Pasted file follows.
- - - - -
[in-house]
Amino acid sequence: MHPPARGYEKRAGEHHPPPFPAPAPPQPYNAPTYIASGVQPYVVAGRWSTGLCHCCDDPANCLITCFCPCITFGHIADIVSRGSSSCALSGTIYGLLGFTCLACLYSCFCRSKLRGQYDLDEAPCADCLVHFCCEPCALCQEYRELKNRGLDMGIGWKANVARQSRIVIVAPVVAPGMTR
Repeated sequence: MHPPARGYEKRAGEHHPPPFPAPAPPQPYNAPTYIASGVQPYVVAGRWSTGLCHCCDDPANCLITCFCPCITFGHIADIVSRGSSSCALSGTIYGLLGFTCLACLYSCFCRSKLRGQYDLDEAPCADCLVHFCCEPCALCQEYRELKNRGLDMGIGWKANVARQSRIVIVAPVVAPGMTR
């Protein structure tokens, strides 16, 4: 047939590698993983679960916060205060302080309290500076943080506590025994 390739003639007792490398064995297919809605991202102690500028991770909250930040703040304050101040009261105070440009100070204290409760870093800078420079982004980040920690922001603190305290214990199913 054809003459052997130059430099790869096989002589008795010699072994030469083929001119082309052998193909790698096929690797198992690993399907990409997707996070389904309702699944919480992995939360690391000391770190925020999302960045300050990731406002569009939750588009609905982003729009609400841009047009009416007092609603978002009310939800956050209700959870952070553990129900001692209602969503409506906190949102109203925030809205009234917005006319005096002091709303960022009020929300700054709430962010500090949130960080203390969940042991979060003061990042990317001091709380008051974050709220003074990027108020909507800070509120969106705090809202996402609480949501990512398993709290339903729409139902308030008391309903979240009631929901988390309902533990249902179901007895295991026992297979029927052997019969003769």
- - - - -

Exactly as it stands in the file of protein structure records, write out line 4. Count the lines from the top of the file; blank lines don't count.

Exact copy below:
């Protein structure tokens, strides 16, 4: 047939590698993983679960916060205060302080309290500076943080506590025994 390739003639007792490398064995297919809605991202102690500028991770909250930040703040304050101040009261105070440009100070204290409760870093800078420079982004980040920690922001603190305290214990199913 054809003459052997130059430099790869096989002589008795010699072994030469083929001119082309052998193909790698096929690797198992690993399907990409997707996070389904309702699944919480992995939360690391000391770190925020999302960045300050990731406002569009939750588009609905982003729009609400841009047009009416007092609603978002009310939800956050209700959870952070553990129900001692209602969503409506906190949102109203925030809205009234917005006319005096002091709303960022009020929300700054709430962010500090949130960080203390969940042991979060003061990042990317001091709380008051974050709220003074990027108020909507800070509120969106705090809202996402609480949501990512398993709290339903729409139902308030008391309903979240009631929901988390309902533990249902179901007895295991026992297979029927052997019969003769």